Health care workers the world over have never faced combat with anything quite like Covid-19, a disease that spreads rapidly and so far has killed more than 360,000 people worldwide. Health officials were so concerned that hospitals would be overwhelmed by patients that in March much of the world went into an unprecedented lockdown to “flatten the curve,” or to slow the rate of new infections to give facilities time to muster a response. Regions that acted quickly, like the San Francisco Bay Area, have so far succeeded—those that stalled, like New York City, saw their hospitals flooded with patients. It got so bad in NYC that one hospital had to bring in a refrigerated semi-truck trailer to hold the dead.
Caring for so many extremely ill patients has taken an extraordinary emotional and physical toll on health workers from every nation. WIRED’s video team reached out to 16 of them—including doctors, physician assistants, paramedics and epidemiologists—and asked them about their experiences treating Covid-19 patients. Some of them saw their first coronavirus patients just days before filming began; others had already been battling the disease for weeks or months. Some had seen just a few patients, others hundreds. All, though, are dealing with a pandemic the likes of which the modern world has never seen.
They’re having to make brutal decisions, like when to pull patients off ventilators, and where to allocate precious resources. They have to think twice about once-ordinary treatment regimens: Using aerosolized medications to treat asthma or wheezing could help spread the virus through the air. These health workers must take time away from their families, and they can’t even see all of their patients. One doctor in Los Angeles, who travels to his clients’ homes, had to tell an 84-year-old patient he sees monthly that he could no longer enter the man’s house, lest he bring the virus with him. That’s even with strict sanitization practices in place: This doctor wipes his car clean between patients; another puts all of his clothes in the wash and masks in the oven when he returns home, and then showers, a decontamination process that takes up to 45 minutes. Still others opt to shower at their workplaces.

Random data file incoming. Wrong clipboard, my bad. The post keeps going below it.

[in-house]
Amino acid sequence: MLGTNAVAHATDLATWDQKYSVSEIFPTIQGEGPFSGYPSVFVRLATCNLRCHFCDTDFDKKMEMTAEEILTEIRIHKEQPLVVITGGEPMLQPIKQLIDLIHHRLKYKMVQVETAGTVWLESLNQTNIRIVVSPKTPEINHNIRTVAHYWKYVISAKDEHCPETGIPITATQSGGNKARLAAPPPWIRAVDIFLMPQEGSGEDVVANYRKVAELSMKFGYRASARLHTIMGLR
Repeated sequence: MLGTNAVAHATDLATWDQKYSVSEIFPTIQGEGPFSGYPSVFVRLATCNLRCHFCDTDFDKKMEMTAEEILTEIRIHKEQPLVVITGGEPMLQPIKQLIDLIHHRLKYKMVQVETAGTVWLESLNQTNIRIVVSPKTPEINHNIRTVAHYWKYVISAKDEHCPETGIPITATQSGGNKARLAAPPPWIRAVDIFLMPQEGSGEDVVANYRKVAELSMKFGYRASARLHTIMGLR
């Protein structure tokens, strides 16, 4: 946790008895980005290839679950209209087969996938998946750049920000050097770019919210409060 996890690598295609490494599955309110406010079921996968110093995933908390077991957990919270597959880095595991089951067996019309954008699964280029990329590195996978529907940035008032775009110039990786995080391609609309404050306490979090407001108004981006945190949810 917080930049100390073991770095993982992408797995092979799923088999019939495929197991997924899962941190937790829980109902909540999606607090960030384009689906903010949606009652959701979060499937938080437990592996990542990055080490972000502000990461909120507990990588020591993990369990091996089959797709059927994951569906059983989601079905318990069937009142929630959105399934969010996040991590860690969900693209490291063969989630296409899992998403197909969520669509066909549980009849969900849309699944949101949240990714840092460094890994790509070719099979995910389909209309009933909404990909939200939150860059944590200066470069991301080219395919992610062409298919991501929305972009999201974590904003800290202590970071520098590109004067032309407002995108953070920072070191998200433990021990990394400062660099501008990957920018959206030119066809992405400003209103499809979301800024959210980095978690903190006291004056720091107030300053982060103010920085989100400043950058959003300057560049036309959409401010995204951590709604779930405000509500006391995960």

It’s taking a personal toll on them, too: Some people say they can’t sleep, and even when they do, they have Covid-19 nightmares. Yet still they persist, support each other, take pride in their ability to help others in their communities, and steel themselves for what could be an even more punishing second wave of Covid-19 come winter.
For their full stories, take a look at the video above.
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